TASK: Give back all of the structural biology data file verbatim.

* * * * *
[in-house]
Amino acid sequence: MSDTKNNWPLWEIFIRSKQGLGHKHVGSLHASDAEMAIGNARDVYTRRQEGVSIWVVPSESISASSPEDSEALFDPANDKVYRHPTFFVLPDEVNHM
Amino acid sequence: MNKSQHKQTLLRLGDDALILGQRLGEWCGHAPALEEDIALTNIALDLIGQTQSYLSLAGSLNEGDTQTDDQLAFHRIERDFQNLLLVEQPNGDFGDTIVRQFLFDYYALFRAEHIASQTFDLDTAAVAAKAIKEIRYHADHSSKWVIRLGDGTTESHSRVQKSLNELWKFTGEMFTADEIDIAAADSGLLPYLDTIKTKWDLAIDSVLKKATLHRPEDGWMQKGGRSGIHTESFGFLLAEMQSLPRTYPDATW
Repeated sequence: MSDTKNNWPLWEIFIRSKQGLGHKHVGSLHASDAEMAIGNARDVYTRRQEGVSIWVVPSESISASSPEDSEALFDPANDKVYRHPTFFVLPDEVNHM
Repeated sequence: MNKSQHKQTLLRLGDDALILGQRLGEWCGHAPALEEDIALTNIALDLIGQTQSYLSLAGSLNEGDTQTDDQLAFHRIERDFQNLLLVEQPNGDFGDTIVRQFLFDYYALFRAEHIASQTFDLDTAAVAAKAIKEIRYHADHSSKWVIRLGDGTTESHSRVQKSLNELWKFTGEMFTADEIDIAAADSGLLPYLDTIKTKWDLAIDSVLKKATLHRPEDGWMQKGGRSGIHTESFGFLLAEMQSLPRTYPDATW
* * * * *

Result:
[in-house]
Amino acid sequence: MSDTKNNWPLWEIFIRSKQGLGHKHVGSLHASDAEMAIGNARDVYTRRQEGVSIWVVPSESISASSPEDSEALFDPANDKVYRHPTFFVLPDEVNHM
Amino acid sequence: MNKSQHKQTLLRLGDDALILGQRLGEWCGHAPALEEDIALTNIALDLIGQTQSYLSLAGSLNEGDTQTDDQLAFHRIERDFQNLLLVEQPNGDFGDTIVRQFLFDYYALFRAEHIASQTFDLDTAAVAAKAIKEIRYHADHSSKWVIRLGDGTTESHSRVQKSLNELWKFTGEMFTADEIDIAAADSGLLPYLDTIKTKWDLAIDSVLKKATLHRPEDGWMQKGGRSGIHTESFGFLLAEMQSLPRTYPDATW
Repeated sequence: MSDTKNNWPLWEIFIRSKQGLGHKHVGSLHASDAEMAIGNARDVYTRRQEGVSIWVVPSESISASSPEDSEALFDPANDKVYRHPTFFVLPDEVNHM
Repeated sequence: MNKSQHKQTLLRLGDDALILGQRLGEWCGHAPALEEDIALTNIALDLIGQTQSYLSLAGSLNEGDTQTDDQLAFHRIERDFQNLLLVEQPNGDFGDTIVRQFLFDYYALFRAEHIASQTFDLDTAAVAAKAIKEIRYHADHSSKWVIRLGDGTTESHSRVQKSLNELWKFTGEMFTADEIDIAAADSGLLPYLDTIKTKWDLAIDSVLKKATLHRPEDGWMQKGGRSGIHTESFGFLLAEMQSLPRTYPDATW